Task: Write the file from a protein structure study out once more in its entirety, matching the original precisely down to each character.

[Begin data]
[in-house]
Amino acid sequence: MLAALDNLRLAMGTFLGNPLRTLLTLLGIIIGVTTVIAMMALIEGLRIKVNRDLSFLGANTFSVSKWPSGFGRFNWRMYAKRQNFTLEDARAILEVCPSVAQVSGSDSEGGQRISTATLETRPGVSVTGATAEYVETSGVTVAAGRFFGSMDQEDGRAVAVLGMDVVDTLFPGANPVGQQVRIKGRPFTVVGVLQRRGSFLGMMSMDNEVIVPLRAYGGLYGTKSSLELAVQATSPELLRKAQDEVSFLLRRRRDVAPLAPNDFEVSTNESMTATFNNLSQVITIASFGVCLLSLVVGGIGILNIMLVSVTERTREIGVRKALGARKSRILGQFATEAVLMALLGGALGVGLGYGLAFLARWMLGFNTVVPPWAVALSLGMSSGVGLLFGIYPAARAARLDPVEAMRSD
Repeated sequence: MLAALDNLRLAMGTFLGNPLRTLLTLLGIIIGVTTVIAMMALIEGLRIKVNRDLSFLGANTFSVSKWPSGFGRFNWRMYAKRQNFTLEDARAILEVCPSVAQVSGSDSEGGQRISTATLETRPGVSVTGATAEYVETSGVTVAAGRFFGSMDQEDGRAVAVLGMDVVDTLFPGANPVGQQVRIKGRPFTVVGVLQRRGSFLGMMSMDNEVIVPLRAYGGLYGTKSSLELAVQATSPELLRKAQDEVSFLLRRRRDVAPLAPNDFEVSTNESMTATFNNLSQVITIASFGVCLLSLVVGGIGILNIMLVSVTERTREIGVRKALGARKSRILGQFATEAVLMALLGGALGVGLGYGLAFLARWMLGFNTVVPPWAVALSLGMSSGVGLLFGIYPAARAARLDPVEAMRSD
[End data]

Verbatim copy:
[in-house]
Amino acid sequence: MLAALDNLRLAMGTFLGNPLRTLLTLLGIIIGVTTVIAMMALIEGLRIKVNRDLSFLGANTFSVSKWPSGFGRFNWRMYAKRQNFTLEDARAILEVCPSVAQVSGSDSEGGQRISTATLETRPGVSVTGATAEYVETSGVTVAAGRFFGSMDQEDGRAVAVLGMDVVDTLFPGANPVGQQVRIKGRPFTVVGVLQRRGSFLGMMSMDNEVIVPLRAYGGLYGTKSSLELAVQATSPELLRKAQDEVSFLLRRRRDVAPLAPNDFEVSTNESMTATFNNLSQVITIASFGVCLLSLVVGGIGILNIMLVSVTERTREIGVRKALGARKSRILGQFATEAVLMALLGGALGVGLGYGLAFLARWMLGFNTVVPPWAVALSLGMSSGVGLLFGIYPAARAARLDPVEAMRSD
Repeated sequence: MLAALDNLRLAMGTFLGNPLRTLLTLLGIIIGVTTVIAMMALIEGLRIKVNRDLSFLGANTFSVSKWPSGFGRFNWRMYAKRQNFTLEDARAILEVCPSVAQVSGSDSEGGQRISTATLETRPGVSVTGATAEYVETSGVTVAAGRFFGSMDQEDGRAVAVLGMDVVDTLFPGANPVGQQVRIKGRPFTVVGVLQRRGSFLGMMSMDNEVIVPLRAYGGLYGTKSSLELAVQATSPELLRKAQDEVSFLLRRRRDVAPLAPNDFEVSTNESMTATFNNLSQVITIASFGVCLLSLVVGGIGILNIMLVSVTERTREIGVRKALGARKSRILGQFATEAVLMALLGGALGVGLGYGLAFLARWMLGFNTVVPPWAVALSLGMSSGVGLLFGIYPAARAARLDPVEAMRSD